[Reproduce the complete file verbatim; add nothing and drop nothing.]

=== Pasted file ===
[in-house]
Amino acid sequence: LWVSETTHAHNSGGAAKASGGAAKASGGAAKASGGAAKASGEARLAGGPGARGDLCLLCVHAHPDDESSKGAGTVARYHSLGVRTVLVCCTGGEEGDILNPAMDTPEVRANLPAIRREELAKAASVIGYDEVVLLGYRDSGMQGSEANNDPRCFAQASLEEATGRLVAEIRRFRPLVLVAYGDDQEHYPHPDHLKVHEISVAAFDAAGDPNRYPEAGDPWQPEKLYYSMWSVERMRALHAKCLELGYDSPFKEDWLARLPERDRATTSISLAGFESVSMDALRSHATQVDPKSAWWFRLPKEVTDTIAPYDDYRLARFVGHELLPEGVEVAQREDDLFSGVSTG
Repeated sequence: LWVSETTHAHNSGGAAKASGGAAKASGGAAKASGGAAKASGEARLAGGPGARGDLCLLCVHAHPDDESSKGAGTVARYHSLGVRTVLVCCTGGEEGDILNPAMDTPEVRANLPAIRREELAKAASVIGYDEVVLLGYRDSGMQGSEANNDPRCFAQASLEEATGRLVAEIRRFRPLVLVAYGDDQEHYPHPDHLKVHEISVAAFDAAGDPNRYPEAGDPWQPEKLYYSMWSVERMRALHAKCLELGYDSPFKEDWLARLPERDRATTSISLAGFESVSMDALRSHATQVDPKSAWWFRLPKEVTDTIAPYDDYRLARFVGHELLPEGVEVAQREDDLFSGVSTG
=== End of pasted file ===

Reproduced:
[in-house]
Amino acid sequence: LWVSETTHAHNSGGAAKASGGAAKASGGAAKASGGAAKASGEARLAGGPGARGDLCLLCVHAHPDDESSKGAGTVARYHSLGVRTVLVCCTGGEEGDILNPAMDTPEVRANLPAIRREELAKAASVIGYDEVVLLGYRDSGMQGSEANNDPRCFAQASLEEATGRLVAEIRRFRPLVLVAYGDDQEHYPHPDHLKVHEISVAAFDAAGDPNRYPEAGDPWQPEKLYYSMWSVERMRALHAKCLELGYDSPFKEDWLARLPERDRATTSISLAGFESVSMDALRSHATQVDPKSAWWFRLPKEVTDTIAPYDDYRLARFVGHELLPEGVEVAQREDDLFSGVSTG
Repeated sequence: LWVSETTHAHNSGGAAKASGGAAKASGGAAKASGGAAKASGEARLAGGPGARGDLCLLCVHAHPDDESSKGAGTVARYHSLGVRTVLVCCTGGEEGDILNPAMDTPEVRANLPAIRREELAKAASVIGYDEVVLLGYRDSGMQGSEANNDPRCFAQASLEEATGRLVAEIRRFRPLVLVAYGDDQEHYPHPDHLKVHEISVAAFDAAGDPNRYPEAGDPWQPEKLYYSMWSVERMRALHAKCLELGYDSPFKEDWLARLPERDRATTSISLAGFESVSMDALRSHATQVDPKSAWWFRLPKEVTDTIAPYDDYRLARFVGHELLPEGVEVAQREDDLFSGVSTG